Activists from the Homeless Persons Union (HPU) began occupying vacant properties in the Melbourne suburb of Collingwood on March 30 in a protest at the lack of public housing.
The Daniel Andrews government had pledged to use the six government-owned houses to address homelessness, but they have been sitting empty for more than a year. The houses had been compulsorily acquired by the previous Liberal government to build the East West Link, which was stopped by mass protests in 2014.
In 2014, The Age reported that Docklands had become a region of "ghost towers", after an analysis of water use data "identified hundreds of apartments suspected of being empty in the CBD precinct".
A banner outside the protest house reads "25,000 people homeless, 80,000 empty homes”.
Joel from the HPU said: "Many women who try to access housing through the YWCA are turned away, which puts them in a dangerous situation. The government has a human rights obligation to give these women housing. We have a right to homes."
3CR's Green Left Radio spoke to Kate (not her real name) at the protest: "There are actually six empty houses on Bendigo Street. It's a very small street and there are six empty houses that had been compulsorily acquired by the state for the East West Link. The government has since been attempting to sell them back to their previous owners, but they remain empty.
“The government had also promised that about 20 of the houses they acquired would go to the Salvation Army and a charity of the Collingwood football club. But they are just sitting empty, and some of these houses have been empty for almost two years.
"We decided in light of the housing crisis and with winter coming that we were going occupy the properties that haven't been sold, to make a point about the lack of public housing and the need for public housing in Melbourne. There's no reason why the state cannot intervene to fix this crisis and charge minimum rent on all these unused properties.”
On March 31 the HPU organised a public meeting and invited the public to come along. Various organisations that work with the homeless, local residents, local councillor Stephen jolly and some members of the Greens attended. The meeting focused on the housing crisis, what is being done and what could be achieved for public housing in Melbourne.
The protest has a lot of local support. At the meeting, long term resident Keith Fitzgerald told the crowd: "It took years but we defeated the East West Link. I have read that on any one night there are 150 people sleeping rough. These houses should be opened to the people."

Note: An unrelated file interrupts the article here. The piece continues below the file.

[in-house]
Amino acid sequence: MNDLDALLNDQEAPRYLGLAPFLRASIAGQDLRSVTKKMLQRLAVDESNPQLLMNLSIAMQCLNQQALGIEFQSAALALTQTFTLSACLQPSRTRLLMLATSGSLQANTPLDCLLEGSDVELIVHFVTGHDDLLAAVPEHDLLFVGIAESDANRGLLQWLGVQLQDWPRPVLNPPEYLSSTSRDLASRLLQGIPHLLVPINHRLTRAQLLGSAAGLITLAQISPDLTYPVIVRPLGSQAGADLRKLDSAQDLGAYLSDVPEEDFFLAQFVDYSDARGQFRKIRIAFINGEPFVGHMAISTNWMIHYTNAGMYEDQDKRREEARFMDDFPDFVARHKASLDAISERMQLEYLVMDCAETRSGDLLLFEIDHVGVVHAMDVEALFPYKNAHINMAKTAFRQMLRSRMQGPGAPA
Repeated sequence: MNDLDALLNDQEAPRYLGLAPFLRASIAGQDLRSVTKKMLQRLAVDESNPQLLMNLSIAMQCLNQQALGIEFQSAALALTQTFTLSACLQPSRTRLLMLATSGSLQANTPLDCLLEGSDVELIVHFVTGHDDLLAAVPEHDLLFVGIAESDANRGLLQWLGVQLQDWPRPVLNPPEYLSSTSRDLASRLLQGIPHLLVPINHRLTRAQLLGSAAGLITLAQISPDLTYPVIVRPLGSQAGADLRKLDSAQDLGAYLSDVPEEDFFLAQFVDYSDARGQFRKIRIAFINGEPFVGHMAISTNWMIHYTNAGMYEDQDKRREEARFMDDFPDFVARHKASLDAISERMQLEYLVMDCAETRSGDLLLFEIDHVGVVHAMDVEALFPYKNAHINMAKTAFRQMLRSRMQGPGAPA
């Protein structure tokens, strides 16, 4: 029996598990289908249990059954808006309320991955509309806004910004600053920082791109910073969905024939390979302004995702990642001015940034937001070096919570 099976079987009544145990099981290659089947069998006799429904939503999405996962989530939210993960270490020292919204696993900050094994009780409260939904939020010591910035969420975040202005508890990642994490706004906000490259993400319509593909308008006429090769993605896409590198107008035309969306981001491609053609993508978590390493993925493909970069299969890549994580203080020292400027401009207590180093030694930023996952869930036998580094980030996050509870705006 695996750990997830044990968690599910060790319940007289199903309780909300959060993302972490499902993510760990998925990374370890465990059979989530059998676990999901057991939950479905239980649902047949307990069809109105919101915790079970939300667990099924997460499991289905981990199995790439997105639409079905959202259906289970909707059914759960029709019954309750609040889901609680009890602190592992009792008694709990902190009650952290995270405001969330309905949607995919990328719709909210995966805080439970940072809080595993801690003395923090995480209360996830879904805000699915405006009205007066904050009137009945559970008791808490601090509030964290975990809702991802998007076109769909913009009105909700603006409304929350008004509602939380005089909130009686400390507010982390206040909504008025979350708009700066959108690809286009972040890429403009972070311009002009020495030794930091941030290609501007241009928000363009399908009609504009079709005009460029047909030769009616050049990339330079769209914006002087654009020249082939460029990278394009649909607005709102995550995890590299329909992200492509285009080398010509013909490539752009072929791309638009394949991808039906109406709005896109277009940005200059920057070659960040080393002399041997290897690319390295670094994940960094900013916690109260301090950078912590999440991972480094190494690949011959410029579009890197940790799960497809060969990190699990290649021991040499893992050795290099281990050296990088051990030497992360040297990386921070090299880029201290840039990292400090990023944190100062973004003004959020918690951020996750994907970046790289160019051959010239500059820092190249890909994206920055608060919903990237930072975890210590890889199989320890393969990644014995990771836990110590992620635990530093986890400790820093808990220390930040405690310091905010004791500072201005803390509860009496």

Kate said: "We've got massive attention already. In Collingwood we've got support from a lot of the activists from the East West Link campaign who live around here. A lot of residents have given us donations of food and asked if we need anything. So right now the local community is supporting us a lot.
"The state does acquire housing but they very rarely use it for public housing. They either give it away to community housing or to charity organisations like the Salvation Army to manage. This often means there are tenancy requirements, such as requiring people to attend their programs and paying higher rents. We want to avoid this, as people who are homeless often have very different needs from other tenants and shouldn't have to attend programs about their mental health and their other issues to get housing."
The occupiers of the properties have made these demands and refuse to leave until they are met:
• Immediate release of all information about the current ownership of all properties acquired for the East-West Link, with full transparency about all acquired land.
•The 6 unused houses on Bendigo Street to be made into genuine public housing and allocated to some of the 35,000 people on the public housing waiting list. Occupation will continue until the first keys are handed over.
• All unoccupied properties acquired for the East-West Link that are still in the government's possession to be added to the public housing register.
• Minister Martin Foley to come to Bendigo Street and be interviewed by people with experience of homelessness.
• The Andrews government to say how they intend to provide housing for 25,000 homeless people while there are 80,000 unoccupied dwellings in Melbourne.